Builders have been threatened with prosecution if they fail to replant dozens of trees they tore down at a woodland site in Lenzie.
Scotland’s Forestry Commission issued the warning to Muir Homes after reading a report in the Herald a few weeks ago.
Over a three-day period, Muir felled 73 mature trees at the site at the junction of Initiative Road and Garngaber Road without permission.
If the builders fail to replant the area of woodland, they face a fine of up to £2,500.
The developers axed the trees despite being denied planning permission in November by East Dunbartonshire Council to build seven houses next to the Larkfield Centre.
The builders have lodged an appeal which is due to be heard next week.
In a letter to the company, the Forestry Commission’s woodland officerJulie Paton told them they were in breach of the Forestry Act 1967.
She added: “The Forestry takes a serious view of any offence against the felling licensing requirements of the Forestry Act.
“In addition, I would draw your attention to the provisions of the Criminal Justice Act 1982 as amended which greatly increased the maximum penalty under the Forestry Act for illegal felling to £2,500 or twice the value of the timber felled, whichever is the greater.
“We would request that the area of woodland that has been felled be replanted. This planing should be composedof 50 mixed broadleaf saplings to include alder, silver birch, hawthorn, willow and a suitable ash alternative species spaced evenly across the area of felling.”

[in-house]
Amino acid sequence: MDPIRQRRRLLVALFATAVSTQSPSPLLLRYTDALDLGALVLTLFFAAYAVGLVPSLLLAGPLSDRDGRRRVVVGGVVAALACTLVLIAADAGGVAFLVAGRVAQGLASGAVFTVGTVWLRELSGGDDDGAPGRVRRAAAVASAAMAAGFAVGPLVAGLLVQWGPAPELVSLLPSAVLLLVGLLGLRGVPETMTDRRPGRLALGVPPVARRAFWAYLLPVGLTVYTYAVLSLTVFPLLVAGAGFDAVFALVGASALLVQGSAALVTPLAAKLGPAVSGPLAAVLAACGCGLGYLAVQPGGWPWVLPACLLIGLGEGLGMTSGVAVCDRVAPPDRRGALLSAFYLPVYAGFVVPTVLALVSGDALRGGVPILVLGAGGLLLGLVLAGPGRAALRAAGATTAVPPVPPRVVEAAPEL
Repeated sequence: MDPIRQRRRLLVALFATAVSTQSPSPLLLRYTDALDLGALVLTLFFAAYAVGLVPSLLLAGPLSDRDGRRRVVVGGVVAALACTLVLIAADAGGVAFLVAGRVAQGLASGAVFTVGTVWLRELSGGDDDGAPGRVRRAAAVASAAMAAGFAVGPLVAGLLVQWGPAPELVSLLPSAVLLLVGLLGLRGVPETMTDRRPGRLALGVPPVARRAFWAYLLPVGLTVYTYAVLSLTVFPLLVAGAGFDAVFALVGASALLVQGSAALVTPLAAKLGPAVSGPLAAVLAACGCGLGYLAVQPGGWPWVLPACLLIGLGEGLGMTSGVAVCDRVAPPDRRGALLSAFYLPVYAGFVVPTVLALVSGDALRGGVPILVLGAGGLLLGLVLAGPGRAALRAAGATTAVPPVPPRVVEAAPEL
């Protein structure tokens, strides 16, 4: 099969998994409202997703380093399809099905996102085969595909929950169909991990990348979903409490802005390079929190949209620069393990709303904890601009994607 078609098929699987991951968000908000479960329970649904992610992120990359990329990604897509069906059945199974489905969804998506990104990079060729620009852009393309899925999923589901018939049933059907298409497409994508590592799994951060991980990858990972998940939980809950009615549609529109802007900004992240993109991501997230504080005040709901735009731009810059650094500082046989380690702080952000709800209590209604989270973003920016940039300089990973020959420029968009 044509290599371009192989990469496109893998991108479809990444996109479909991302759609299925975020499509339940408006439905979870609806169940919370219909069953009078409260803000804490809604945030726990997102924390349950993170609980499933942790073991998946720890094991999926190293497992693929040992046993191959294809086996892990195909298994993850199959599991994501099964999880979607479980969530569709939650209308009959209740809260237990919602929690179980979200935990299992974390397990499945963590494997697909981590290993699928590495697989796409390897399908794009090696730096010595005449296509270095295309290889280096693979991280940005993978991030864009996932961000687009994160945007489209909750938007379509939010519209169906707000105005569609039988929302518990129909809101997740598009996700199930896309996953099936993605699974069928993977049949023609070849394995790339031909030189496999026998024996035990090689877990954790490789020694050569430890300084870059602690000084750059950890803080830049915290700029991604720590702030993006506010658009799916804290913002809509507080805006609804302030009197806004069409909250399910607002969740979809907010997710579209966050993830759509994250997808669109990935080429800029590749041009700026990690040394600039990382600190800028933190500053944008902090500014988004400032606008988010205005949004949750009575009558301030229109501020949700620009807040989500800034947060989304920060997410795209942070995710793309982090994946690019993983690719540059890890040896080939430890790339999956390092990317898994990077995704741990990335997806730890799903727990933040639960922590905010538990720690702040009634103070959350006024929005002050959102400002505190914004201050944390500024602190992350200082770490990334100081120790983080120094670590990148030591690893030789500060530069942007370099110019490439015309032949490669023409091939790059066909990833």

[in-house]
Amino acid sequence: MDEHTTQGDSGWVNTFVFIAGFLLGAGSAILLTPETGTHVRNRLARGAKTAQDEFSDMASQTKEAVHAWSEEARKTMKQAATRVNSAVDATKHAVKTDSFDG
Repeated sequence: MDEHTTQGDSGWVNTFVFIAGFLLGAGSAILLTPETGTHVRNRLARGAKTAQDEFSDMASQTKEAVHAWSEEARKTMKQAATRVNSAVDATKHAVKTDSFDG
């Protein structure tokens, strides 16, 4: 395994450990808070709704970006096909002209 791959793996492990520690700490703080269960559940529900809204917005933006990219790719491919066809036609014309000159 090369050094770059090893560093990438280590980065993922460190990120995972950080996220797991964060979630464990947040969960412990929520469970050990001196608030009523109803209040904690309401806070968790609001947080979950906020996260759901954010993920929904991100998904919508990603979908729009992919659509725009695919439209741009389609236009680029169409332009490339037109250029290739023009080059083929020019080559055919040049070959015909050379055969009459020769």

The trees should be maintained for a period of at least 10 years.
Muir have also been warned if they carry out any future felling without consent, they face being reported to the procurator fiscal.
Protestor Alice May of Seven Sisters said: “We are extremely grateful to the Forestry Commission for standing up to the developers who removed seventy trees on a plot of land where they had been denied planning permission.
“We are still waiting for East Dunbartonshire Council’s planning department to explain why they didn’t ensure that the developers had the appropriate felling licences. We repeatedly drew their attention to the situation when there was still time to save the trees.”
When the Herald contacted East Dunbartonshire Council during the felling of the trees, planning chiefs said they were powerless to stop the felling.
Thomas Glen, Depute Chief Executive said at the time: “The council’s planning service has confirmed that the trees within the site are not subject to a Tree Preservation Order or within a conservation area, therefore the landowner does not require planning permission to cut them down.”
In an updated response today (Friday, April 7), Mr Glen said the council had requested the developer cease chopping the trees until the outcome of the appeal.
He said: “It is the developer’s responsibility to ensure they have all relevant permissions and rights to carry out works.
“Despite confirming that the trees within the site were not subject to a Tree Preservation Order or within a Conservation Area, the developer was
asked to cease works by Council officers until the outcome of a planning appeal. However, despite the Council’s request, the developer proceeded to
fell the trees.
“The felling of the trees did not require any permission from the Council so there were no powers available to us to stop it.
“The felling licence is a separate requirement administered by the Forestry Commission through its own legislation.
“Council officers were in regular contact with the Forestry Commission to assist them with their investigation and have been regularly visiting the
site to ensure that all protected trees are being retained”.
Despite repeated calls to Muir Construction, the Herald has been unable to obtain a comment from the company about the tree felling.